Facing economic upheaval and growing inequality, people in local communities are fighting for economic justice. Coalitions from labor, grassroots community organizations, the faith community, immigrant communities and other progressive forces are emerging across the U.S. and Canada and winning better jobs, benefits from local development and better working conditions. A multi-disciplinary group of scholars and activists provide background and analysis of these struggles and offer insights into successful community practice.
From the vantage points of community organizing, labor studies, political science, urban studies, social policy and active practitioners, this volume presents both background on the problem of economic and social inequality and portrays cases of how community practice is being redefined, how unions are pursuing their goals via labor-community coalitions, and the issues confronted as these new and vital alliances form. Community practitioners from social work, urban planning, active union members and leaders, labor educators, and those in the partnerships they have formed all will find useful insights from these analyses.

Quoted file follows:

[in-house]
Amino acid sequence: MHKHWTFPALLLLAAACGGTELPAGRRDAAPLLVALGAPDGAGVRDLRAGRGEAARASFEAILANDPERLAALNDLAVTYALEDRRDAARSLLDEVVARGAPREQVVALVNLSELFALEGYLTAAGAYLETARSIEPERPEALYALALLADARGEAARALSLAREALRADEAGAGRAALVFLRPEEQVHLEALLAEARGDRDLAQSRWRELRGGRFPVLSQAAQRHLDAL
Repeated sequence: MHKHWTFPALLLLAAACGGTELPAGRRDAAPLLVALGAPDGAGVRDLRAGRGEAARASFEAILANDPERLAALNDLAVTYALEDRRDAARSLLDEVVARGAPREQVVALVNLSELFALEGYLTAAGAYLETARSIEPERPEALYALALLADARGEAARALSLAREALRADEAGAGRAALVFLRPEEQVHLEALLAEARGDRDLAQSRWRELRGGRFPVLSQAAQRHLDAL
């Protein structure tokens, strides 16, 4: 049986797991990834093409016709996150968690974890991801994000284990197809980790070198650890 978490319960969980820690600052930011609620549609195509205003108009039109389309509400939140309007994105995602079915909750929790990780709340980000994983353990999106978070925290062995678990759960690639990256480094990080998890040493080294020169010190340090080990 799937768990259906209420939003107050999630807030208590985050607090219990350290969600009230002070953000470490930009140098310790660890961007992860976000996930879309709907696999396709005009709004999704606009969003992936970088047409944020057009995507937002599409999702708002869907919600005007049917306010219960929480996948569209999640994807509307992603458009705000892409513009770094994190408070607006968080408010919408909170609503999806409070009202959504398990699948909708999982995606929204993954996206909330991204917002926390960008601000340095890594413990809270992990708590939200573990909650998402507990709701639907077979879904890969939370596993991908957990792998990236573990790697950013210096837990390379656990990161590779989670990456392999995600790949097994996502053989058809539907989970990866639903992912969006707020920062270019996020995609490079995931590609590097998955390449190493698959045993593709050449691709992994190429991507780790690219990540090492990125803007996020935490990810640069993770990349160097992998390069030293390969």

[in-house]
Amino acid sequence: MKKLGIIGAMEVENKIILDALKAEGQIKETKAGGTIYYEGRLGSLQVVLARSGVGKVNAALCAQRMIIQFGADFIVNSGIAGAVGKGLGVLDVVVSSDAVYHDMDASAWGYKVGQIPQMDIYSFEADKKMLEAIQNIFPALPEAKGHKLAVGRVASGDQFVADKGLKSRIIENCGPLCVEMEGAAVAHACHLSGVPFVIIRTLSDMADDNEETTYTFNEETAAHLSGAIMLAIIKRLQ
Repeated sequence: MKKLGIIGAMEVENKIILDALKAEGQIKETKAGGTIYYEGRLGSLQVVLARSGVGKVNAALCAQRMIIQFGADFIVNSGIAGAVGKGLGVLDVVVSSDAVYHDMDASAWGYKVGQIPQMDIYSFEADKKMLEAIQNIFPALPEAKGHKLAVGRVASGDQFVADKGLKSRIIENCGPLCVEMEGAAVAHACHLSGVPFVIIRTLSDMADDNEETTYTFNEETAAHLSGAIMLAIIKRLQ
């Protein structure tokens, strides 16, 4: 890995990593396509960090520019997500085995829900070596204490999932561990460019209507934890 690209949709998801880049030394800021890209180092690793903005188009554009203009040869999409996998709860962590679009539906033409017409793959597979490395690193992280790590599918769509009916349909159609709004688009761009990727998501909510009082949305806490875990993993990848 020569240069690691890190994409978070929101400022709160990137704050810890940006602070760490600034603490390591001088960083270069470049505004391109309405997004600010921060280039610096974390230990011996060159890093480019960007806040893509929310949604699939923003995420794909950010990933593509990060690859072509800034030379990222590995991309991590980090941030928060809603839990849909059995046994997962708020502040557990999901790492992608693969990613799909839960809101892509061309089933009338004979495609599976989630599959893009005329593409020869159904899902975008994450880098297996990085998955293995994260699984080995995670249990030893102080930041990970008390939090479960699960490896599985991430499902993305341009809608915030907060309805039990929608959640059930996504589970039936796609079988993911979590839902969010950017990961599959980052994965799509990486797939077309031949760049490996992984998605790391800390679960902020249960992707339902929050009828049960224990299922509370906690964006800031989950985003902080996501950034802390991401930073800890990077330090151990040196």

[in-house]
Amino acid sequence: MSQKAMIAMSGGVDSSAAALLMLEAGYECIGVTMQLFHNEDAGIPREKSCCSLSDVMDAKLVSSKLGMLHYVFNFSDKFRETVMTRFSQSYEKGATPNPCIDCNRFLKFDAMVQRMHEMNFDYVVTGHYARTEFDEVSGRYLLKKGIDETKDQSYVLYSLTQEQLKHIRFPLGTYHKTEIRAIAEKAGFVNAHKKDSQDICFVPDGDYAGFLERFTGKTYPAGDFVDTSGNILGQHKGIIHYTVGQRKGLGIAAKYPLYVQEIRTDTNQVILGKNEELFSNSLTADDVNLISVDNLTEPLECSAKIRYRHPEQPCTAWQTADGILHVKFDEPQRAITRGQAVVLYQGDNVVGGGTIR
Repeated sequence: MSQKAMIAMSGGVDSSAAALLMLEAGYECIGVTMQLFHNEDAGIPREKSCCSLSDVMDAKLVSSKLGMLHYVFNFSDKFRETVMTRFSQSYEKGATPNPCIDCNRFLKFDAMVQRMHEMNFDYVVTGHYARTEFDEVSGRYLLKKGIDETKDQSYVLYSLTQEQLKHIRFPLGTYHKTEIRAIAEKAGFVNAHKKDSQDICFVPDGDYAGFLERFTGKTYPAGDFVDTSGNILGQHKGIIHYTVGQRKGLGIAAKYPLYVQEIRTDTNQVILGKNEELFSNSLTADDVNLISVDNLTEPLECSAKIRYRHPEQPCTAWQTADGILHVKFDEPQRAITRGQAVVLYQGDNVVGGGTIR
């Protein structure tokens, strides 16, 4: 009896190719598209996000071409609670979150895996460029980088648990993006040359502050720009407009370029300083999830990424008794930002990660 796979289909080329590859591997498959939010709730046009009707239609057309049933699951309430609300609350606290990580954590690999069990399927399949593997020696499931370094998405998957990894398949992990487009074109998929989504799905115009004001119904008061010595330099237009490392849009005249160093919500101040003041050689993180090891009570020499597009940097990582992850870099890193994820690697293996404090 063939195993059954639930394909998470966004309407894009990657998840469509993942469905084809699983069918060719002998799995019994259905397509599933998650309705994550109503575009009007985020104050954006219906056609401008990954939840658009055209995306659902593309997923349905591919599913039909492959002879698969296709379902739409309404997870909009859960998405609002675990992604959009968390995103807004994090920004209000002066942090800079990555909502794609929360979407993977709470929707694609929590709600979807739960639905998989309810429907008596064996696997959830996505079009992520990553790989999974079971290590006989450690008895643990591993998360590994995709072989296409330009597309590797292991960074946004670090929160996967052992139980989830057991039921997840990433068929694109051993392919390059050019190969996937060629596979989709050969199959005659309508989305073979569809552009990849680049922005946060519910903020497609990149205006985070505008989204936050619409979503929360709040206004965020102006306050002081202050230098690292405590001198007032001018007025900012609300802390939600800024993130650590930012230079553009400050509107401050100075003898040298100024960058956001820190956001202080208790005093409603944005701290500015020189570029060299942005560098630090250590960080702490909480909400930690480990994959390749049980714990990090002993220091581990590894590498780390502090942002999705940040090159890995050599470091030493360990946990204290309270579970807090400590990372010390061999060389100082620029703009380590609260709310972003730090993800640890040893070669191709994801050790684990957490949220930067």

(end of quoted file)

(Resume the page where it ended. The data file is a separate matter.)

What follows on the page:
This book was published as a special issue of the Journal of Community Practice.